On Tuesday, February 13, Cuban ambassador to the United States, Lianys Torres Rivera, met with a room full of activists at the Teamsters Hall in South Portland. Delegations from Maine Democratic Socialists of America, the Communist Party of Maine, Veterans for Peace, and Let Cuba Live were all present as were unaffiliated friends and family. Ambassador Torres Rivera explained that Cuba was experiencing a second Special Period, the first having occurred after the loss of aid from the Soviet Union in the early 1990s. Isolation caused by the ongoing COVID-19 pandemic–-especially the loss of tourist revenues–-and an economic embargo enforced by the United States devastated the Cuban economy. 

Torres Rivera explained that Trump tightened the sanctions back to a Cold War level in 2016. While President Biden could ease those sanctions significantly with a pen stroke, has chosen not to. Congress could act to eliminate sanctions whole-cloth but refuses to do so. However, dozens of cities and many trade unions have passed resolutions to remove Cuba from the State Sponsors of Terrorism list and to end the economic blockade.

Torres Rivera implored activists to continue this work, to make sure that your town, your union, your state, your representatives, and your senators adopt or support similar resolutions. The passage of these resolutions is big news in Cuba and people appreciate reading about solidarity with Cuba in the United States. However, the resolutions alone are not enough. The Cuban people need material support. This material support can come in the form of opening trade relations with Cuba, cultural programs, or academic programs. Portland could trade fish with Cuba, which is currently struggling to maintain certain fish populations due to climate change and overfishing. Brunswick could strengthen its sister city relationship with Trinidad, Cuba and invite the townspeople to learn about life in Trinidad. The University of Maine system and the private colleges could initiate academic relations with Cuban universities and biotech companies in Maine could partner with researchers in Cuba who are developing treatments for Early Onset and Mid Stage Alzheimer’s (NeuralCIM), Lung Cancer (CIMAvax), and other critical medical treatments (diabetic foot ulcers, vitiligo, psoriasis, etc).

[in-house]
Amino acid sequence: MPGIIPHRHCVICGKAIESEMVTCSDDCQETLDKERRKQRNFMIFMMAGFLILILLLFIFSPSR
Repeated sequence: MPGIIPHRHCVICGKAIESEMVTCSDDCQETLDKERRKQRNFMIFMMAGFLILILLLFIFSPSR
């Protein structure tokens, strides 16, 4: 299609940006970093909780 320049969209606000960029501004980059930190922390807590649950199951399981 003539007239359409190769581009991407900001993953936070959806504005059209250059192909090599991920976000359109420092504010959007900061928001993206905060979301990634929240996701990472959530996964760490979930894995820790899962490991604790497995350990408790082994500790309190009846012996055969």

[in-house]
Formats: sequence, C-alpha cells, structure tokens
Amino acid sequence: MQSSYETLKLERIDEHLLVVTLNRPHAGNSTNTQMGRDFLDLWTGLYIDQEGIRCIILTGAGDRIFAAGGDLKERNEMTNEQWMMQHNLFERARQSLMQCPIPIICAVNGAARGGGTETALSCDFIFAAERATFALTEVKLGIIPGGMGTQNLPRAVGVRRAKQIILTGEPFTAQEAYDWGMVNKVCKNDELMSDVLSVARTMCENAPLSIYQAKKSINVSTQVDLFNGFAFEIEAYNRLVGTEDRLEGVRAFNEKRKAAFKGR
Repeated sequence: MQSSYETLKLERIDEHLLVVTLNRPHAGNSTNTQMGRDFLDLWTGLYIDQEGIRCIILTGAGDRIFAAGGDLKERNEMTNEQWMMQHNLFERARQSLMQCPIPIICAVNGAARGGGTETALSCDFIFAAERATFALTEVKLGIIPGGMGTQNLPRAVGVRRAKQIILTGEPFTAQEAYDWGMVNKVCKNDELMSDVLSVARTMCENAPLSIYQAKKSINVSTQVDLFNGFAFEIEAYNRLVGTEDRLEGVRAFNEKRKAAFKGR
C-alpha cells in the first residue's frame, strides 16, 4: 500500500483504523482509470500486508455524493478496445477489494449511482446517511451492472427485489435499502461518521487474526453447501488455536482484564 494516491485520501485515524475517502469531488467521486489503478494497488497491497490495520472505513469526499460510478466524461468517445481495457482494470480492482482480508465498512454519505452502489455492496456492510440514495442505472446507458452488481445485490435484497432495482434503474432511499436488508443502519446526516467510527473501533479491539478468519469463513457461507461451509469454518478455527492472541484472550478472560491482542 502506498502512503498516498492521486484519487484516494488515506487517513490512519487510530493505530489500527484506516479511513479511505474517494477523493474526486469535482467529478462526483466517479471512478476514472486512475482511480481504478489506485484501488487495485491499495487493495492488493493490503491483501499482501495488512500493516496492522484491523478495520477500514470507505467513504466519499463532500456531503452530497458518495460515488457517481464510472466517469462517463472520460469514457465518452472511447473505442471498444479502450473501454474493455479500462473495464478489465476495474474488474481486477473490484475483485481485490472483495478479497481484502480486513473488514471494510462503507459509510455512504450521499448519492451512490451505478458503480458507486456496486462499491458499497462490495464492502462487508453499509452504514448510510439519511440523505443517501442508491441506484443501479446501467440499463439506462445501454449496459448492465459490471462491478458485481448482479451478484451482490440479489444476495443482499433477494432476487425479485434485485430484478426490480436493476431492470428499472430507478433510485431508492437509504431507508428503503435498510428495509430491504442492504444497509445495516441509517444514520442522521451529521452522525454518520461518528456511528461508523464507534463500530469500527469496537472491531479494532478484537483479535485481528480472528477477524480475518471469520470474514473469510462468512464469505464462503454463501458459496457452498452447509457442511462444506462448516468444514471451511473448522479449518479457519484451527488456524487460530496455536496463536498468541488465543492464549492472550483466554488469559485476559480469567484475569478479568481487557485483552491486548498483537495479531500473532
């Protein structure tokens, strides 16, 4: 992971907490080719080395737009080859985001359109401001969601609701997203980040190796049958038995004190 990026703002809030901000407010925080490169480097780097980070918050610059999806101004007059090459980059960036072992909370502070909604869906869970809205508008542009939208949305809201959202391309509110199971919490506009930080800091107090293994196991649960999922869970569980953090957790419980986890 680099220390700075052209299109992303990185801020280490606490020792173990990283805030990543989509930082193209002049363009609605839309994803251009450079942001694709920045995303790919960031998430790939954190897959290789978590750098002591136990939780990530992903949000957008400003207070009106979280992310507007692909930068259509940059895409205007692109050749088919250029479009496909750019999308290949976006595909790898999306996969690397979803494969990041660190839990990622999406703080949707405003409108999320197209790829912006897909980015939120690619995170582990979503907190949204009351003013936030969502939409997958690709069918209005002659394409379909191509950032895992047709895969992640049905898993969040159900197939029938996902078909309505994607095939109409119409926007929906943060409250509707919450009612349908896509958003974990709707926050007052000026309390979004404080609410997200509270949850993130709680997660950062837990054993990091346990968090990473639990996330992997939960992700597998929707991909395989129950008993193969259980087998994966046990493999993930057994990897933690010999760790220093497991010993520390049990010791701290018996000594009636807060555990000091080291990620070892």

The Cuban people are going to make it through this new Special Period, regardless of its relationship with the United States. Torres Rivera recognized however that a good relationship with the United States will drastically reduce the time needed to recover from the current economic crisis. The ambassador emphasized that Cubans believe that Americans are a good people who want peace. She encouraged activists in attendance to begin the work of building solidarity in Maine in whatever form possible. 

As activists in Maine DSA, we must not allow for our comrades in Cuba to face this special period alone. We must show that we have them in our hearts. We must continue our international solidarity work, including our efforts to turn the tide on genocide in Palestine and supporting our comrades in Cuba by fostering economic, cultural, and social connections. If readers are interested in getting connected with Cuban Solidarity work please email steering@mainedsa.org, and we can connect you to these growing activist networks.